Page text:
'Without any doubt,' Tribe said. 'Beyond a reasonable doubt, beyond any doubt, and the crimes are obvious. The most obvious was that he was ordering his vice-president to do what everyone in the room knew would be illegal, namely, exercise power to pick the next president. It would be very convenient if Al Gore could have picked himself as the next president in 2000, very convenient if Richard Nixon could have done it in 1960.'"
Tribe added, "Ordering your vice-president to violate the law in order to stay in power is a very serious federal crime, but there are other crimes as well. One that occurred to several people today is attempted murder. You know, under the criminal code of the United States, the attempted murder of the vice-president is punishable by life imprisonment."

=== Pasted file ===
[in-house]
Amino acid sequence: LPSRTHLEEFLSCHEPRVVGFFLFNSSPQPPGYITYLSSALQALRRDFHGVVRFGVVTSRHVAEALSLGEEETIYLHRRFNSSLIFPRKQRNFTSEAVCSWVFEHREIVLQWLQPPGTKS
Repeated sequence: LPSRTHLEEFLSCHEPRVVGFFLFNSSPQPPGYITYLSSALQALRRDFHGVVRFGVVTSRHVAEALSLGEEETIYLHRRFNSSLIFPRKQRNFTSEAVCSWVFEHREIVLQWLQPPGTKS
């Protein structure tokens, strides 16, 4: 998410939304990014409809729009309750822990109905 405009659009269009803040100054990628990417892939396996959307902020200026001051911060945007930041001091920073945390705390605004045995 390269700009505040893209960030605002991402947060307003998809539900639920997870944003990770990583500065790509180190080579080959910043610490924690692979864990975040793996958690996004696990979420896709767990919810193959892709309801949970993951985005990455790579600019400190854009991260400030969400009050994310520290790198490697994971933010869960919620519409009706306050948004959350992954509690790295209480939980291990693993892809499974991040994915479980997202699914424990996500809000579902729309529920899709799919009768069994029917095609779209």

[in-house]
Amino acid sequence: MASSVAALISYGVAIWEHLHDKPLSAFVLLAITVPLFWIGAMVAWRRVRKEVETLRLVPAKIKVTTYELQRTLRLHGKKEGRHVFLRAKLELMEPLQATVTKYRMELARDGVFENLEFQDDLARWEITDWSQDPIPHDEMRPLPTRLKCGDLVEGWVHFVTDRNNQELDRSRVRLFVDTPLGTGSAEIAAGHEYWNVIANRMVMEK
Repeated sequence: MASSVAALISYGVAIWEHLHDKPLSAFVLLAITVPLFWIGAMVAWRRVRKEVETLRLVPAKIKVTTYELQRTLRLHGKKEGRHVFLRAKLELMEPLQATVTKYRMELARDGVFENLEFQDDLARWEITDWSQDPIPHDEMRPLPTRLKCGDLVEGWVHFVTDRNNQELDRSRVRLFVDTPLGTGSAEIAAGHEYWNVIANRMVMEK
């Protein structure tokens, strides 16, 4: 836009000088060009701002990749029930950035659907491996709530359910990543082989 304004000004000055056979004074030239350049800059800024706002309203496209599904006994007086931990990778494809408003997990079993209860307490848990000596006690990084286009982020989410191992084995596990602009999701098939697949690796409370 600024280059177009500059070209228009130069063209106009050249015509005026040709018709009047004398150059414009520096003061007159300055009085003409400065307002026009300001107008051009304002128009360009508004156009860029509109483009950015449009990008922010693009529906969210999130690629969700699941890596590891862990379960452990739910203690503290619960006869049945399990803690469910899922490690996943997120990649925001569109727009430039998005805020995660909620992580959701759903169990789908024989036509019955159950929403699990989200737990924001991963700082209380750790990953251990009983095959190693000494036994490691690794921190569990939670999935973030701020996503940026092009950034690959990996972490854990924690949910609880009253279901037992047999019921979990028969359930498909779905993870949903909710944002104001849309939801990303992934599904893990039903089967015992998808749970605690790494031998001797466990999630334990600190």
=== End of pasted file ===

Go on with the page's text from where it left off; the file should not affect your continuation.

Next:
Burnett expressed surprise that he would go so far as to mention attempted murder and asked if Garland would charge Trump, to which Tribe responded, "I think he will. I don't think he will charge attempted murder, I was making that point to show, really, how extreme this was, that we can even talk about that shows how far from normal this all is. But I do believe, though he's doing it meticulously and not as quickly as some would like, that Merrick Garland will approve criminal charges …"
Will the House Panel Recommend Criminal Charges to the DOJ?
Of course the question remains – will the House panel even recommend charges to the Department of Justice? House panel leaders seem divided, with Chairman Bennie G. Thompson (D-MS) saying the DOJ can draw their own conclusions but Committee Vice Chairwoman Liz Cheney (R-WY) saying they have not made that decision yet. Committee member Adam Schiff (D-CA) believes that the Department of Justice is investigating the evidence already before making a decision.
Ultimately, it may not matter whether they choose to recommend or not. Merrick Garland himself has said he and his team are watching the hearings closely.